After media reports that Croatia is demanding from Serbia to give it back $148.5 million, which is part of the total succession fund formed after the break-up of Yugoslavia, and which Belgrade reportedly unlawfully spent, a senior foreign ministry official said that Croatia “demanded explanations” on how the funds went missing.
The Croatian State Secretary Andrea Metelko-Zgombic told reporters that Croatia would insist on the compensation of those funds.
The Zagreb-based Vecernji List daily reported that, at the time of its dissolution, Yugoslavia had more than $645.5 million deposited in foreign currency accounts in banks abroad.
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According to the model agreed by Yugoslavia’s successor states which apportioned the former country’s assets and funds, Croatia’s share is 23 per cent of that amount, which means that Croatia should receive $148.5 million.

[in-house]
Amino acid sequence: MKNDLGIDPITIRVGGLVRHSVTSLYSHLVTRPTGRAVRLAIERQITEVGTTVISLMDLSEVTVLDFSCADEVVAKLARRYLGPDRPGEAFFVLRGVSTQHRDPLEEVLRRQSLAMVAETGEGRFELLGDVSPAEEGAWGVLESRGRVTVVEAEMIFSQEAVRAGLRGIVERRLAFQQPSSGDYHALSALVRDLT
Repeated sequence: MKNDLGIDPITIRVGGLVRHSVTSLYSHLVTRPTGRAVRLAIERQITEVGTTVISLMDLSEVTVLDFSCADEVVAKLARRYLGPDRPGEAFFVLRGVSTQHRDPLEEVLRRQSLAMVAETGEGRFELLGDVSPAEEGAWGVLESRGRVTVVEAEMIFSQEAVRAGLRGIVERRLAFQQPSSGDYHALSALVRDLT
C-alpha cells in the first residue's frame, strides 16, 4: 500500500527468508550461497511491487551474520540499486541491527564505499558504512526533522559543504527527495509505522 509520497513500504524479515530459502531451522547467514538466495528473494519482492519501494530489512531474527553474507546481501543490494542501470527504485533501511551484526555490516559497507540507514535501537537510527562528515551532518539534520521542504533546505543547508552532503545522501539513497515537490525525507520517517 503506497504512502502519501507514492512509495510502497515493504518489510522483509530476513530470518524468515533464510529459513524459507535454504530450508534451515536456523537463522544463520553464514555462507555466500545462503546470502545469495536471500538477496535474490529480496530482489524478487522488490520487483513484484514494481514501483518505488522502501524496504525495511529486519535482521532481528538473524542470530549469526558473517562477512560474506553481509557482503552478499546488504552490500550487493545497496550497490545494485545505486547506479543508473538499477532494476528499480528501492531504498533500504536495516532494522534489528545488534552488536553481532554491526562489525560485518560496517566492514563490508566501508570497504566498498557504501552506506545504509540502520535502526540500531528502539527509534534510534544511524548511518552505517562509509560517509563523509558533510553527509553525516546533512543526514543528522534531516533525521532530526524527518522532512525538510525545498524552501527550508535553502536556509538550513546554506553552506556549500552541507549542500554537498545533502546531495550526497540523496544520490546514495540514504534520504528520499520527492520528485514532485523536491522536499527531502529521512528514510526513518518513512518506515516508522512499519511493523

However, at the start of the talks to distribution the sum, Serbia informed other countries that only $56 million had been left on those accounts, declining to give any explanation where the rest of the money had ended up, the daily said.
According to the Vecernji List, Croatia has evidence and documents showing that Serbia had used that money to pay the foreign debts of its companies in the 1990s.
During the fifth meeting of a joint committee for monitoring the implementation of the succession agreement, which was held in Zagreb on Wednesday, November 13, Croatia raised the issue of those funds.
“Croatia will insist that an explanation should be provided on how that money disappeared, and also on ways to compensate these funds by the country which is found to have used those funds unlawfully,” said Metelko-Zgombic.
The agreement on succession issues of former Yugoslavia was signed in Vienna in 2001, and it entered into force in June 2004. The document drafted back then said that the foreign currency accounts owned by Yugoslavia had $645.55 million of deposits in them.
Afteer the agreement came into force in 2004, the joint committee on its implementation which includes officials from each successor state held five meetings.
Metelko-Zgombic said that all sides in the negotiations “showed understanding” and were willing to sit at the table to discuss this matter.
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